Speaking of I. Rex, I’ll end this post by asking all you Jurassic gals to be honest with yourselves: what impressed you most about the films, the humans or the dinosaurs? Were you impressed when the I. Rex tricked security by camouflaging herself? Did you spend most of your sleepovers engaged in T.Rex vs. Velociraptor debates? Did you ever pretend that you were the Spinosaurus and your little sister was the T. Rex so you could have an excuse to kick her butt? Did you imagine yourself as a Dilophosuarus when you pulled out the pepper spray on your would-be assailant as he tried to attack you? Did you feel sad when the I. Rex was defeated by being pulled in the sea by the Mosasaurus (I was)? And remember, all these dinosaurs were female and deadly, the most feminist aspect of the Jurassic Park franchise. So while I’m not offended with the way Claire was written, I was offended that Hasbro turned all the dinosaur toys male. No really.

Note: If you need further convincing of Claire’s awesomeness, here’s a link to an article on bustle.com.

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4 Comments

Filed under dinosaurs, feminism, Jurassic Park, Jurassic World

4 responses to “Of Dinosaurs and Dames: A Feminist’s Take on the Jurassic Park Franchise – Part 2

  1. As a male who considers himself a feminist (though, as that Mary Sue article pointed out, there are still widely varying ideas of what that even entails), it was Owen who made me more uncomfortable than Claire and even he has a lot of good moments.

    I think the problem is that people live in extremes. They either don’t see the problem or they see it when it’s not there. We need to have serious, rational discourse, but people in this country seem incapable of that these days.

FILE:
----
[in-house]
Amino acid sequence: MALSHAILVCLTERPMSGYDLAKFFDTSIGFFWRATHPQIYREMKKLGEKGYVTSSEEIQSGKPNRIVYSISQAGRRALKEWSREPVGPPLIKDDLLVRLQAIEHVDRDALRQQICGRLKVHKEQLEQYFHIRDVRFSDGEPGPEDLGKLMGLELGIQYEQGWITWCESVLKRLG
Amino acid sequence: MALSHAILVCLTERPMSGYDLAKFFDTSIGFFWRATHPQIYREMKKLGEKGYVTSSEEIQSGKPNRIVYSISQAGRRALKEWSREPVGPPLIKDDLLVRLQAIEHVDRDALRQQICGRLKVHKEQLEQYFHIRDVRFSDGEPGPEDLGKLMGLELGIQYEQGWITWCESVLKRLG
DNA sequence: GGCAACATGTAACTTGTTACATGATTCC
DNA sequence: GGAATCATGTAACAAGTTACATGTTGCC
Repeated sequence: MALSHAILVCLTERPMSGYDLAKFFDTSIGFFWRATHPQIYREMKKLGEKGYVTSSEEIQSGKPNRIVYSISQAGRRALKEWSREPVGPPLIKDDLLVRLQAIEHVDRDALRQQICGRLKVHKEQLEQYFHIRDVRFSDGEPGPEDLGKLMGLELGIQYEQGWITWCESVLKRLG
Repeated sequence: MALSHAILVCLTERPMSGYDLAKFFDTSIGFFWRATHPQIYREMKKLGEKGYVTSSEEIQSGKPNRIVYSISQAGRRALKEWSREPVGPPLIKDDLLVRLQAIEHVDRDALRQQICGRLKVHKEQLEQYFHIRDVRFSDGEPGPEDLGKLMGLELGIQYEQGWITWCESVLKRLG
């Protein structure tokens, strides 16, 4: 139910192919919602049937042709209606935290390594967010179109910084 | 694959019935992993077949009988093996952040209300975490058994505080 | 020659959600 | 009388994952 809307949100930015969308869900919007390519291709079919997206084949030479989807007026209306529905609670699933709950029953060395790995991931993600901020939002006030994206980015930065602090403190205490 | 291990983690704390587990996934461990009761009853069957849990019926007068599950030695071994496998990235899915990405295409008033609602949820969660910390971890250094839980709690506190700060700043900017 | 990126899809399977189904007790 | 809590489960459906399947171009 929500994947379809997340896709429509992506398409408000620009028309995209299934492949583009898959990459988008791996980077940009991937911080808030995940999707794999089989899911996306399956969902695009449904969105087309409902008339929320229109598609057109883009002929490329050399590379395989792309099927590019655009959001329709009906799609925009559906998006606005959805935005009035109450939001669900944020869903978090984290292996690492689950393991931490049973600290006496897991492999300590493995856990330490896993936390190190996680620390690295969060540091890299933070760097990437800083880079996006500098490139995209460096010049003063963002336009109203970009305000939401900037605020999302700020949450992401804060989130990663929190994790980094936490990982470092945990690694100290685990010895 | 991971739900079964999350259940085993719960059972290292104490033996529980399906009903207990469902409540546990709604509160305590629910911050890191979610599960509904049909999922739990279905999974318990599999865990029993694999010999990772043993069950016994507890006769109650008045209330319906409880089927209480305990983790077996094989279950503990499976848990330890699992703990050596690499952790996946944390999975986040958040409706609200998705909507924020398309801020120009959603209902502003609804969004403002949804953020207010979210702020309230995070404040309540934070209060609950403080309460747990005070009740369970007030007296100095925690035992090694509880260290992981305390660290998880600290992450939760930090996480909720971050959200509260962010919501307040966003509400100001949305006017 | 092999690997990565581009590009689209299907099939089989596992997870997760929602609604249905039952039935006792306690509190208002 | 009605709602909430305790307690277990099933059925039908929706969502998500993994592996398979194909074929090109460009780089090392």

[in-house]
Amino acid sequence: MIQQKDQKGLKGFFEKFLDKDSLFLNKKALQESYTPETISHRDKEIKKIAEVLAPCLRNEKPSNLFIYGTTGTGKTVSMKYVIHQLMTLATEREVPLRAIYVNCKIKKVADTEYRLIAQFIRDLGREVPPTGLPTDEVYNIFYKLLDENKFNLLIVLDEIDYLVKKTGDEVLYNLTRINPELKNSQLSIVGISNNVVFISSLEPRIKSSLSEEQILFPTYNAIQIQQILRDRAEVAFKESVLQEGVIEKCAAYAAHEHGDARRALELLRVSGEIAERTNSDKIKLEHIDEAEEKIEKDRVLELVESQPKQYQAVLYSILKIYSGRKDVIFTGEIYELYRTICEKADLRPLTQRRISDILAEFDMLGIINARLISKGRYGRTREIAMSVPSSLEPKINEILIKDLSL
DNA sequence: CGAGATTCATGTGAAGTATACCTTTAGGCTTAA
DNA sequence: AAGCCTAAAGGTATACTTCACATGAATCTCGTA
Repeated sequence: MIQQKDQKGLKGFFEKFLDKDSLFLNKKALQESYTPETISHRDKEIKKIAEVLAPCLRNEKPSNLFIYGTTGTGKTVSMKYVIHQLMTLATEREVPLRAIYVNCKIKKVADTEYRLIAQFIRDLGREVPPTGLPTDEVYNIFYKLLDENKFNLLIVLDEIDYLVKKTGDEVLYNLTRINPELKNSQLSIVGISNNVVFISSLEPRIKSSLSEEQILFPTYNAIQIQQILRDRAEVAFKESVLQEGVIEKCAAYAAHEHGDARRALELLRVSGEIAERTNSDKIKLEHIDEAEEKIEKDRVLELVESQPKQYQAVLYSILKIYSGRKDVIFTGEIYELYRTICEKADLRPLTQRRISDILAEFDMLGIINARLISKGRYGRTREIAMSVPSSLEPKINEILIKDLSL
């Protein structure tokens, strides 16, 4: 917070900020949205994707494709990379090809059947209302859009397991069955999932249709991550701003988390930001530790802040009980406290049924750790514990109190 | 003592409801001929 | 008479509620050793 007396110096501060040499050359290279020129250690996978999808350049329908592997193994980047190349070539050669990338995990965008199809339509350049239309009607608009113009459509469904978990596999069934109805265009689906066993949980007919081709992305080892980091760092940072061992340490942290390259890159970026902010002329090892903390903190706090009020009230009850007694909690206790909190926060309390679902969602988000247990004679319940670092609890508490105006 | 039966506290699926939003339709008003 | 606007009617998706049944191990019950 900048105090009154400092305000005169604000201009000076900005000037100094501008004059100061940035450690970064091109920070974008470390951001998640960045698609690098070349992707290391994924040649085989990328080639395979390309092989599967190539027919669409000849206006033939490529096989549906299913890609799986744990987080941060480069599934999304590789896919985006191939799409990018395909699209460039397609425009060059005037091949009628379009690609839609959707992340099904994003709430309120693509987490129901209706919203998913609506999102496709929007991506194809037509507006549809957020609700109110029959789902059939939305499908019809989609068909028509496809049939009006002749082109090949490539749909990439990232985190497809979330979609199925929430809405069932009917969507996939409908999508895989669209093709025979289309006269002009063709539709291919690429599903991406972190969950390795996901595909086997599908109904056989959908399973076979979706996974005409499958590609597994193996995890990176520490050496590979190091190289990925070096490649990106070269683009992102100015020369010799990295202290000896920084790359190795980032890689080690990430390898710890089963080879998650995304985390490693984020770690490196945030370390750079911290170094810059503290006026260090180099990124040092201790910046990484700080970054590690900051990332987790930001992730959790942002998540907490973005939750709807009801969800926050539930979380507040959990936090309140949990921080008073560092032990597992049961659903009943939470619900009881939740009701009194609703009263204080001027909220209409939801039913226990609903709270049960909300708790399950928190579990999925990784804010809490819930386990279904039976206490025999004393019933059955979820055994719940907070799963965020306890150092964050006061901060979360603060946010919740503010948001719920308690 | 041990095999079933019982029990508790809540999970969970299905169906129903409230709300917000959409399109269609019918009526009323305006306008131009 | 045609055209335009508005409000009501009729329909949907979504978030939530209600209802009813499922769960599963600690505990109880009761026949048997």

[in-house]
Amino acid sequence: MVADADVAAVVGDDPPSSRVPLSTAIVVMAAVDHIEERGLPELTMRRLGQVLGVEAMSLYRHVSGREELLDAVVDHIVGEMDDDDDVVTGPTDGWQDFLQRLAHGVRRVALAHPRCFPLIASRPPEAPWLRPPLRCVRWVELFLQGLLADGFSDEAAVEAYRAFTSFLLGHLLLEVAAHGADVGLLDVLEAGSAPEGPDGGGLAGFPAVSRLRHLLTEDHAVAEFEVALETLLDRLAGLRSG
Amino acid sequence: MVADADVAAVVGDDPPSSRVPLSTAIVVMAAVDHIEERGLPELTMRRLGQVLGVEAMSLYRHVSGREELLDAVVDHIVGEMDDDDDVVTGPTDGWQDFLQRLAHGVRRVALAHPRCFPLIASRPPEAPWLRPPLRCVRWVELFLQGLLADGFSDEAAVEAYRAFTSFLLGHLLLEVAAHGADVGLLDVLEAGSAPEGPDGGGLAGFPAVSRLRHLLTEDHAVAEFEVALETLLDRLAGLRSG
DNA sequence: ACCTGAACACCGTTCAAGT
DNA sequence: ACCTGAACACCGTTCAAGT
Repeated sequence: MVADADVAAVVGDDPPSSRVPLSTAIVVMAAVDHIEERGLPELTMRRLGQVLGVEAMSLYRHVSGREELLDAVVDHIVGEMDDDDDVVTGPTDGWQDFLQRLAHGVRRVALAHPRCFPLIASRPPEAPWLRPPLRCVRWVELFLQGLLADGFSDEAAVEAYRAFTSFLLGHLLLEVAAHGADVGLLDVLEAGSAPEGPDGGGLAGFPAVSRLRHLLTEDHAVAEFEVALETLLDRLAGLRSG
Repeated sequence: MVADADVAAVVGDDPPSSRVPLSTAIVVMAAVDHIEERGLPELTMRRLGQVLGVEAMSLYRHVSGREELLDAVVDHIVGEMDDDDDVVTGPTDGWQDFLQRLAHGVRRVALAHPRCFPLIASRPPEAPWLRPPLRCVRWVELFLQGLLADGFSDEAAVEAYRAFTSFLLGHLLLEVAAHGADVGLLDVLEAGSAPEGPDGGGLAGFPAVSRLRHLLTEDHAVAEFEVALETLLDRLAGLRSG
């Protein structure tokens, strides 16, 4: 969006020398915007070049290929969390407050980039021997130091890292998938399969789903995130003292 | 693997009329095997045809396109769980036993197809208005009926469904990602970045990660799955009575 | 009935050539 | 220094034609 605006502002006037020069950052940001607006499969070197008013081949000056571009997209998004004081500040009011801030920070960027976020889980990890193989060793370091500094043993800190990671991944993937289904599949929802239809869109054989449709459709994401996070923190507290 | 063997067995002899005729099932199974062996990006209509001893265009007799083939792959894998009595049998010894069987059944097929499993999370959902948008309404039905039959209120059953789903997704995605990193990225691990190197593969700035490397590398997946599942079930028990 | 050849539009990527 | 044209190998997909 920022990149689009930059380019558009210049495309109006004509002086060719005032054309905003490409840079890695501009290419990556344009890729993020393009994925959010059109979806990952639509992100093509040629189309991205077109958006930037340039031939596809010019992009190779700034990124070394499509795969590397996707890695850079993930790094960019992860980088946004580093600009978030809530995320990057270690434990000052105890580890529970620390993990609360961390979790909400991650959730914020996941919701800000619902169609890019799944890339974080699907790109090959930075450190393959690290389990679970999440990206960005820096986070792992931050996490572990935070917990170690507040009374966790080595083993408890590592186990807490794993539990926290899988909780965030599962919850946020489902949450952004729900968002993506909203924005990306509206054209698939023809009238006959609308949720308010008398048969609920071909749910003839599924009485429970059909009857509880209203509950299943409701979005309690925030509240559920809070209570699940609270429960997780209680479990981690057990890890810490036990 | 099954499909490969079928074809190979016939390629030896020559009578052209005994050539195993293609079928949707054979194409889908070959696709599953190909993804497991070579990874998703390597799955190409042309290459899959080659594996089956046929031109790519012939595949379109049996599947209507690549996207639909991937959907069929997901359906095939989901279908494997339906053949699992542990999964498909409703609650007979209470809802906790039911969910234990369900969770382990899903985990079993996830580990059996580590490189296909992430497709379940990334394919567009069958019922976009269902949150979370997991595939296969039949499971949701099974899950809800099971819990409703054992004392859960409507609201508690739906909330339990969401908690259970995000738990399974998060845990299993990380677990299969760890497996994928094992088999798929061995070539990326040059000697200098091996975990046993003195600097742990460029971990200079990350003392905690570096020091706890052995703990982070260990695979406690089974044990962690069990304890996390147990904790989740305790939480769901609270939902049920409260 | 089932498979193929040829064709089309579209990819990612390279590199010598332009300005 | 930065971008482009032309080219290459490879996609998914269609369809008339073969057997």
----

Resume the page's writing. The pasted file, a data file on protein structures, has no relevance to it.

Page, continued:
Oh, and equal rights all around. I still can’t fathom why that’s not a thing yet.

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    • Yes, even Colin Trevorrow didn’t understand why Universal released that scene first and he agreed with Whedon’s criticism. I think Claire handled it well by sticking to the purpose of her visit (another reason I like her, she’s focused on what needs to be done). Fortunately Owen never acted that way again. I wish femgeeks would have more two-sided conversations about female representation in sci-fi and fantasy because what may seem “sexist” to one woman is “liberating” to another.

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  2. [“Maybe if she had been more in touch with her nurturing side, she would’ve never created the I. Rex.”]

    Claire never created I.Rex. It was Dr. Henry Wu. It was Claire’s job to use I. Rex as a means to attract new sponsors for the park.

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    • Thank you for the correction. While Claire was not directly involved in the creation of the I.Rex, she could’ve expressed disapproval in its creation, whether privately or publicly. But because she saw the dinosaurs as “merchandise” instead of life forms, she didn’t bother to ponder the ethics behind cloning a new species of dinosaur.